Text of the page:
Computing Applications Editorial pointers

Editorial Pointers

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Unlike many of the sciences, where experimentation and theory go hand-in-hand, computer science generally has taken a different approach, viewing theory as the driving force and experimentation too often as a postscript. But there is a growing faction of CS researchers working to change that modus operandi, calling for higher visibility for experimental computer science with the conviction that only experimentation is able to test and confirm the relevance of theory and established practices.

This month’s special section showcases some of the current "experimental" research within a panoply of computer science disciplines, illustrating its many forms, including observation, measurement under controlled conditions, and replication of previous work. The authors present platforms for evaluating system designs, wide-area network services, experimental algorithms, and much more.

Guest Editor Dror G. Feitelson, an associate professor and head of the Parallel Systems Lab in the School of Computer Science and Engineering at The Hebrew University in Jerusalem, hopes this collection of articles illustrates how experimentation is as integral to the process as theory and practice.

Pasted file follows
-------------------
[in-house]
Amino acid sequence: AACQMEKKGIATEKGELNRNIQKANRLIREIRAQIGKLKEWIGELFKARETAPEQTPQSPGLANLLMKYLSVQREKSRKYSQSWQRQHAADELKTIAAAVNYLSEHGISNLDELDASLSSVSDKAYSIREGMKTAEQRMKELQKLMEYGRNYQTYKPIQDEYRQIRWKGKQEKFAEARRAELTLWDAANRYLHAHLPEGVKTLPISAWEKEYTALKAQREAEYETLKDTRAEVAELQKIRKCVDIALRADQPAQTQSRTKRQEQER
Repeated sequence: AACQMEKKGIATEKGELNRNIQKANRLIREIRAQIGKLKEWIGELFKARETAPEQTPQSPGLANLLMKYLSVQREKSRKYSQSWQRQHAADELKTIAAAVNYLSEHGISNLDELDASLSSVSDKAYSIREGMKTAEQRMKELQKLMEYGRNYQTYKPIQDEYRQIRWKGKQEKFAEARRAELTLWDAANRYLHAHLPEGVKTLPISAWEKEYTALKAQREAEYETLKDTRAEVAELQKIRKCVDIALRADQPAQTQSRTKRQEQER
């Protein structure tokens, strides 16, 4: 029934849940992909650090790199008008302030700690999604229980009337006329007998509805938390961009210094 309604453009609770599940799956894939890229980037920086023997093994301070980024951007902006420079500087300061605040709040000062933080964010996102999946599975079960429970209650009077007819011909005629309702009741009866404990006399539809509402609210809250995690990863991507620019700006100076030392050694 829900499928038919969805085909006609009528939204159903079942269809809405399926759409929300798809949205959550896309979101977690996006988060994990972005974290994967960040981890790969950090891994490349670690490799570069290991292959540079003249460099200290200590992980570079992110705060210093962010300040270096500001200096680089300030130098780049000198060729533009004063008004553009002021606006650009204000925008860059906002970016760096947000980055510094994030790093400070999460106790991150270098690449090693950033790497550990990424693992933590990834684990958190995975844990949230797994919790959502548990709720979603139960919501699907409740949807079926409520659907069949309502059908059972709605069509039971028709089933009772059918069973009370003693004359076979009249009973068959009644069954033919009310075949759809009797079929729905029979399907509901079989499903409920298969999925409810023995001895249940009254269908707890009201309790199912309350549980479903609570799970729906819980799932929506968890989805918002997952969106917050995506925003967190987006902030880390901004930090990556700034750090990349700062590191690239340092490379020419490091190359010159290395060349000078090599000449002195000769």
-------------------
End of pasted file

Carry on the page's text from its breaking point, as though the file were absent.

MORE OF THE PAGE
Also in this issue, Sauer, Gemino, and Blaize, studying the factors that influence project risk, set the oft-quoted Standish Report in a tailspin. By looking at different yet integral factors in software projects, their findings indicate IT projects succeed (under budget) far more often than claimed in previous reports.

Oded Nov studies what motivates people to contribute to Wikipedia, finding that by understanding the factors that lead them to freely share their time and knowledge will benefit organizations and media outlets. Thomas, Bostrom, and Gouge examine how managers of virtual teams can be more successful and proactive in seizing opportunities to use available technologies before problems interfere with interaction. And Tallon and Scannell discuss the challenges of balancing cost and value-at-risk.

At the request of California’s secretary of state, Matt Bishop and David Wagner led a team of experts invited to scrutinize the state’s e-voting machines. They were given unprecedented access to the machines as well as to source code, and now share their findings and concerns in "Inside Risks." In "Viewpoint," David Lorge Parnas points out the many flaws in the widespread policy of measuring researcher performance by the number of papers they publish. And ACM President Stuart Feldman examines the importance of celebrating the impact individuals have made to the CS field in his latest "President’s Letter."

Diane Crawford

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